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This picture is currently being spread virally:

Two bodies of water joining

Some Muslims were saying that this is mentioned in the Quran where it is said:

He has set free the two seas meeting together. There is a barrier between them. They do not transgress. (Quran, 55:19-20)

and

He is the one who has set free the two kinds of water, one sweet and palatable, and the other salty and bitter. And He has made between them a barrier and a forbidding partition. (Quran, 25:53)

My question is, is this claim true? Is the phenomena real? If so, is it common?

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    I don't think I can make this an answer without finding the image source, but this looks an awful lot like an unremarkable reef fringe: I can see sub-surface features in the lighter water and the white water is consistent with deep water hitting a suddenly shallower reef. IOW, there're lots of places that look like this and they have nothing to do with the water content. – Larry OBrien Jan 31 '12 at 1:15
  • Please have a look at Cape point, South Africa. – user5945 Feb 1 '12 at 6:42
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    Reminds me of thermocline. – Brian M. Hunt Feb 1 '12 at 18:55
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    Looks like a simple drop off to me. – Kevin Sep 5 '17 at 16:31
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Kent Smith, a.k.a Flickr user kentsmith9 claims to be the original photographer of this image.

He writes:

I thought this was the most unusual thing I saw on the Alaskan cruise in the water. These two bodies of water were merging in the middle of the Alaskan gulf and there was a foam developing only at their junction.

I thought this was an example of a Halocline described on Wikipedia. A few people have commented that a Halocline is more of a horizontal phenomenon and this is more vertically oriented.

I am pretty confident that what you are seeing is a result of the melting glaciers being composed of fresh water and the ocean has a higher percentage of salt causing the two bodies of water to have different densities and therefore makes it more difficult to mix. I'm told they will eventually mix given enough time.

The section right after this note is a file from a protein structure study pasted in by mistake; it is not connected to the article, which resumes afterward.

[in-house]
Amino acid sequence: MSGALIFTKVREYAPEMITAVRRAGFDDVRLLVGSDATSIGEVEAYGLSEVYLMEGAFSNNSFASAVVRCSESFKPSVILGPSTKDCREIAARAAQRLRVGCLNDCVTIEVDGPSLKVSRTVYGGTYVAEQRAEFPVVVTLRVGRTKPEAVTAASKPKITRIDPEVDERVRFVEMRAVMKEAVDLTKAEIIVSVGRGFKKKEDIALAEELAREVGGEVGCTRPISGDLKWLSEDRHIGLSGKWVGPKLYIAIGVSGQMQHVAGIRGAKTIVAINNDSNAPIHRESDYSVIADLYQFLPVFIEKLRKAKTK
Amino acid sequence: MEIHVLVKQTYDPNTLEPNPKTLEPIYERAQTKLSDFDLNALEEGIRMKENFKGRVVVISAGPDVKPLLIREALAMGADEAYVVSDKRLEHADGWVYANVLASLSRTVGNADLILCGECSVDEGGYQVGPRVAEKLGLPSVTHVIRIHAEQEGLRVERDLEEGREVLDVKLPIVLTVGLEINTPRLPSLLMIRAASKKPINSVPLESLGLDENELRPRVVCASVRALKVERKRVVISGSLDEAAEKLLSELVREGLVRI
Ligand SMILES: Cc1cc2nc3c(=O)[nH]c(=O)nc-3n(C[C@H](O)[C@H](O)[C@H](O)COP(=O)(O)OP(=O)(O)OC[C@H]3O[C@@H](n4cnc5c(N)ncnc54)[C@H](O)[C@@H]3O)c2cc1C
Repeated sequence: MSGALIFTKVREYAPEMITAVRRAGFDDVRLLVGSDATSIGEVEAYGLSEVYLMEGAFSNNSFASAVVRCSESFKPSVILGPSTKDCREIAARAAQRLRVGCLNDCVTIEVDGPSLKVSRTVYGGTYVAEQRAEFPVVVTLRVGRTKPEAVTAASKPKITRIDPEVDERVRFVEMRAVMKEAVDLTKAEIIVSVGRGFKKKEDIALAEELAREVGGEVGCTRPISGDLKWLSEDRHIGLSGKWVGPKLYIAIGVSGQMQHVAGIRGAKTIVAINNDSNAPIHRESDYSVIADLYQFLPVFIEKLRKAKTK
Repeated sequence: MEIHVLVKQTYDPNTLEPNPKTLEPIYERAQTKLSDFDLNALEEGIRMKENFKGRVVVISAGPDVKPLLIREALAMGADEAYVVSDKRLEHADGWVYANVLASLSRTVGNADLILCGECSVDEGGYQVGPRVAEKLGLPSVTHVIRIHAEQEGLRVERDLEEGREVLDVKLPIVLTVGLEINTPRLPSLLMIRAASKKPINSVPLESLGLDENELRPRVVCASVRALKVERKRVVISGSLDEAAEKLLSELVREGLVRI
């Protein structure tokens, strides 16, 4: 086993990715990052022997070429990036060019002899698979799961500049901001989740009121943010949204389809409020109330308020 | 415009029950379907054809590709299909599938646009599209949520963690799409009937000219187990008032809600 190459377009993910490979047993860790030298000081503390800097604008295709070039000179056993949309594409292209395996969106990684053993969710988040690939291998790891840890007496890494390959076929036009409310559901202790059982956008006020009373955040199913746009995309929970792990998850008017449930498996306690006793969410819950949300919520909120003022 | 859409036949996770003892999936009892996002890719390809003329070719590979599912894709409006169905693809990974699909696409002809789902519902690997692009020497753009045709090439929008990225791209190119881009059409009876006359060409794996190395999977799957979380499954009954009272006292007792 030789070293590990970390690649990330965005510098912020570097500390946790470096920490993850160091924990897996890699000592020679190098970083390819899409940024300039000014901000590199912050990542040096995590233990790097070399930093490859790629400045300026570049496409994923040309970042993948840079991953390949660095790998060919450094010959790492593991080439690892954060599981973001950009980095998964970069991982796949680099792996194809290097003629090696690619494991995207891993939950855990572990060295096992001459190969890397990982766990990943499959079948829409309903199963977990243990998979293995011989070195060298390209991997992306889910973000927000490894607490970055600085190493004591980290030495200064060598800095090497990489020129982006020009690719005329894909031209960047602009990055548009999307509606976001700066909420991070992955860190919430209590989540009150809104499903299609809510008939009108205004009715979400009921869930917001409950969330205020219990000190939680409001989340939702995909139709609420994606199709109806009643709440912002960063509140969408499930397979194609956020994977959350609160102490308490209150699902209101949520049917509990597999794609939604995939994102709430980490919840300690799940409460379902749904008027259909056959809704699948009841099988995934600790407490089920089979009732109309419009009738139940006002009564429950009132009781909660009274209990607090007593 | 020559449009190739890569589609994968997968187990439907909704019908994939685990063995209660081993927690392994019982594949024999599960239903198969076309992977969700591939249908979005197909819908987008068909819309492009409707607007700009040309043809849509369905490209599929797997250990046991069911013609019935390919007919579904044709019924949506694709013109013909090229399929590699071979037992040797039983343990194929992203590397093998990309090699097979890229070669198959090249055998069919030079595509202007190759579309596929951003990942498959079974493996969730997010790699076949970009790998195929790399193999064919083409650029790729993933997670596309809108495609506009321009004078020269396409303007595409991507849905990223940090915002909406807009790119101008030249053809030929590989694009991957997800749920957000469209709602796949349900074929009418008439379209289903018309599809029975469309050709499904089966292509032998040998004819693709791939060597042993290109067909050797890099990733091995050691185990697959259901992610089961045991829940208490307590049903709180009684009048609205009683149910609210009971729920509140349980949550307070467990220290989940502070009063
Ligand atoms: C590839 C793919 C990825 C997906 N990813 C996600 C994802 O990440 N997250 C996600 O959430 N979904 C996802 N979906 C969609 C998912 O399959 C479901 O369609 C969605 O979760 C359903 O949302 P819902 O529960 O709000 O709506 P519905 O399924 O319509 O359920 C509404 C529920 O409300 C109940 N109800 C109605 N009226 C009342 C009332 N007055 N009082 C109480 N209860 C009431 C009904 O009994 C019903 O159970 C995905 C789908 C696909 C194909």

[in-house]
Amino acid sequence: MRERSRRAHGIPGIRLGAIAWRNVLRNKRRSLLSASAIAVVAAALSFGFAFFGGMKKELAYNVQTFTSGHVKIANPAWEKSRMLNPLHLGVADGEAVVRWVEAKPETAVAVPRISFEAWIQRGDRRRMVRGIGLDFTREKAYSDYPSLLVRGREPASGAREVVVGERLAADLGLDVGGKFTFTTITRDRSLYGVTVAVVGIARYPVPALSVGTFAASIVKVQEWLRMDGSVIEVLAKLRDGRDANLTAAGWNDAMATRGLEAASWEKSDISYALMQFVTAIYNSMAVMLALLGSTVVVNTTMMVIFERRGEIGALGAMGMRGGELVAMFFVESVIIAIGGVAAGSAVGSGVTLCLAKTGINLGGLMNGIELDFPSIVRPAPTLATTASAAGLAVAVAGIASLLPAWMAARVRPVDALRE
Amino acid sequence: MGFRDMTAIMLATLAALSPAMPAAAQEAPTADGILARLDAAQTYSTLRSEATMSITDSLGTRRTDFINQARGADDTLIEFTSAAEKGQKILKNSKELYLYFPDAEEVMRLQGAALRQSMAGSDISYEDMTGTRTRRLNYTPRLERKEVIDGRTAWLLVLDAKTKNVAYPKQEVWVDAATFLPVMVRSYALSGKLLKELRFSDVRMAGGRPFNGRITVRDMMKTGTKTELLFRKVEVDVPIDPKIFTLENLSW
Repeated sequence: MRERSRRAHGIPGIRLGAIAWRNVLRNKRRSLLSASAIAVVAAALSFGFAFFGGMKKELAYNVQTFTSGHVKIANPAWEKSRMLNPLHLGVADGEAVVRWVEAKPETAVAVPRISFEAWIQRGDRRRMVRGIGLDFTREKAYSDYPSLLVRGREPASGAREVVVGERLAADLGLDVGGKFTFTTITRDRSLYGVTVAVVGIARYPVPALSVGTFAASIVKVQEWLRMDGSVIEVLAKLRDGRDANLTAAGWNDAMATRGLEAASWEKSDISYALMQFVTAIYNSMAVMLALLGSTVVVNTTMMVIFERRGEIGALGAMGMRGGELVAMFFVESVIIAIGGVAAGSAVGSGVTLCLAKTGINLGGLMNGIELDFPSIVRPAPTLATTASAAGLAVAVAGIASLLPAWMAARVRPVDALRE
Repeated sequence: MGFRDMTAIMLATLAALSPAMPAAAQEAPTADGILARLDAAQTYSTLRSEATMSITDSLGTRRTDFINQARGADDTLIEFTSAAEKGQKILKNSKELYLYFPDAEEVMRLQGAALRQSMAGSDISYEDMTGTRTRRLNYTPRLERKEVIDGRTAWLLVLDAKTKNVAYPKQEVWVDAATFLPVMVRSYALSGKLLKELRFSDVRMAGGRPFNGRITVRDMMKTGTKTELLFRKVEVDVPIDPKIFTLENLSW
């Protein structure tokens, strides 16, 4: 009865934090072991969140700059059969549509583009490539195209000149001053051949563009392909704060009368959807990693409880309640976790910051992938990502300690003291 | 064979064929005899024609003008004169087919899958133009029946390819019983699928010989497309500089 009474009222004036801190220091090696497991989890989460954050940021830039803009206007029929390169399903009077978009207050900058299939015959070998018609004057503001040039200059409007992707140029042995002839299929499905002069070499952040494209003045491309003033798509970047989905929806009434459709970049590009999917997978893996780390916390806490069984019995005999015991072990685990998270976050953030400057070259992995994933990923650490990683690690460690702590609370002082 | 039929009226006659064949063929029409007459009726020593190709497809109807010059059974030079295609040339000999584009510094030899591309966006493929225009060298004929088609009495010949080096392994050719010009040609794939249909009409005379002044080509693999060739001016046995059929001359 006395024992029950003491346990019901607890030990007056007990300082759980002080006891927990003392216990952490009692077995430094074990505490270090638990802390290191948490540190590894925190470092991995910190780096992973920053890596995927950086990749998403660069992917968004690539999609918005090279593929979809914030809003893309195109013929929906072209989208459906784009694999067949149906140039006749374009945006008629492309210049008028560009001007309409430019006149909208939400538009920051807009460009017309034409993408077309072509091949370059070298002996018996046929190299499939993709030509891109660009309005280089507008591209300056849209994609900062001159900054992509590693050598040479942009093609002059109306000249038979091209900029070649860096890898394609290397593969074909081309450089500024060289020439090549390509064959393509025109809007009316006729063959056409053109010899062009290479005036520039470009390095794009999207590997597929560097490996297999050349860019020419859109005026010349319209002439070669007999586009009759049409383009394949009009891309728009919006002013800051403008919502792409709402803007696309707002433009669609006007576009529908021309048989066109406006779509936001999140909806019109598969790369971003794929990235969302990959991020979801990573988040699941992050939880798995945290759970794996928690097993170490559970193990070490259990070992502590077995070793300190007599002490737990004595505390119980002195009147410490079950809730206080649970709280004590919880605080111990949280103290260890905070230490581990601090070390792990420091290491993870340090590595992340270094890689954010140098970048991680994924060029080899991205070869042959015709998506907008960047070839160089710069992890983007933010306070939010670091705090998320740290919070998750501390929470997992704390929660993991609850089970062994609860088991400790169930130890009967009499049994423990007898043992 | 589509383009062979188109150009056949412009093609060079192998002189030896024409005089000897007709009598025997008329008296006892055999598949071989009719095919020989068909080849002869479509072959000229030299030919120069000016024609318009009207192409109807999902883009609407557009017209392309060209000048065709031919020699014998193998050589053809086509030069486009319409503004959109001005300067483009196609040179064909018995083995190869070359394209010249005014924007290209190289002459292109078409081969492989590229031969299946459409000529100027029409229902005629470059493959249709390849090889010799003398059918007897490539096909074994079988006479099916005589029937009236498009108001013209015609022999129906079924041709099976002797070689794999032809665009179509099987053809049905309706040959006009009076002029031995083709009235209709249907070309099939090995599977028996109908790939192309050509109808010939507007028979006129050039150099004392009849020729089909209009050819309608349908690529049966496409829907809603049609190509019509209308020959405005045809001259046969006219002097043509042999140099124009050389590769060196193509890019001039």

People have asked me if I just happened to look out over the edge of the ship deck and see this. Actually I had been on the deck for quite some time when I noticed what appeared to be a shadow cast by clouds over the ocean about 5 miles in front of the ship. As we approached the shadow I realized it was something different. I took many shots up to the point I shot this one, but never posted them until a year after this image went viral. I really posted them to convince people I did not Photoshop this image. See the other shots here.

He goes on to describe the recent viral spread of this image.

While Kent Smith is apparently not an expert in oceanography, he proffers a plausible explanation, and doesn't claim that the two kinds of sea-water will never mix.

The question asks "is it common or can it be counted a miracle?"

This is a false dilemma. Phenomena can be both uncommon and have natural, rather than supernatural, explanations.

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    and of course common things can still be miraculous to those who don't understand what causes them. Like primitive people marvel at the sun coming up every day, crops sprouting from the ground a few weeks after seeding, fresh and salt water seeming to exist next to each other without mixing, and proclaiming that only God can make such things happen. – jwenting Jan 31 '12 at 6:43
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To answer your question, "Is there a place in the world where two oceans meet and they don't mix?" No, the water mixes it just isn't instantaneous. Saline, temperature differences, and pollutants can cause them to appear as if they don't mix for a period of time, especially if there aren't strong currents.

According to Ken Bruland, a professor of ocean sciences at the University of California-Santa Cruz:

"They [two waters separated by a 'border'] do eventually mix, but you do come across these really strong gradients at these specific moments in time. Such borders are never static... as they move around and disappear altogether, depending on the level of sediment and the whims of the water."

Source: http://www.adn.com/science/article/mythbusting-place-where-two-oceans-meet-gulf-alaska/2013/02/05/

Snopes: http://www.snopes.com/photos/natural/mergingoceans.asp

You sometimes see these remarkable differences in the water because of different saline concentrations or other pollutants. They will mix given time as long as there are currents. In underwater caves, and other places where the water isn't disturbed the water will separate based on its densities - this is called a Halocline.

You can see this here:

enter image description here

The separation shown in your picture was most likely due to saltwater and freshwater - however you can have a similar effect with pollutants like the picture below. This is due to high concentration of organic constituents of soil, minerals and vegetation.

enter image description here

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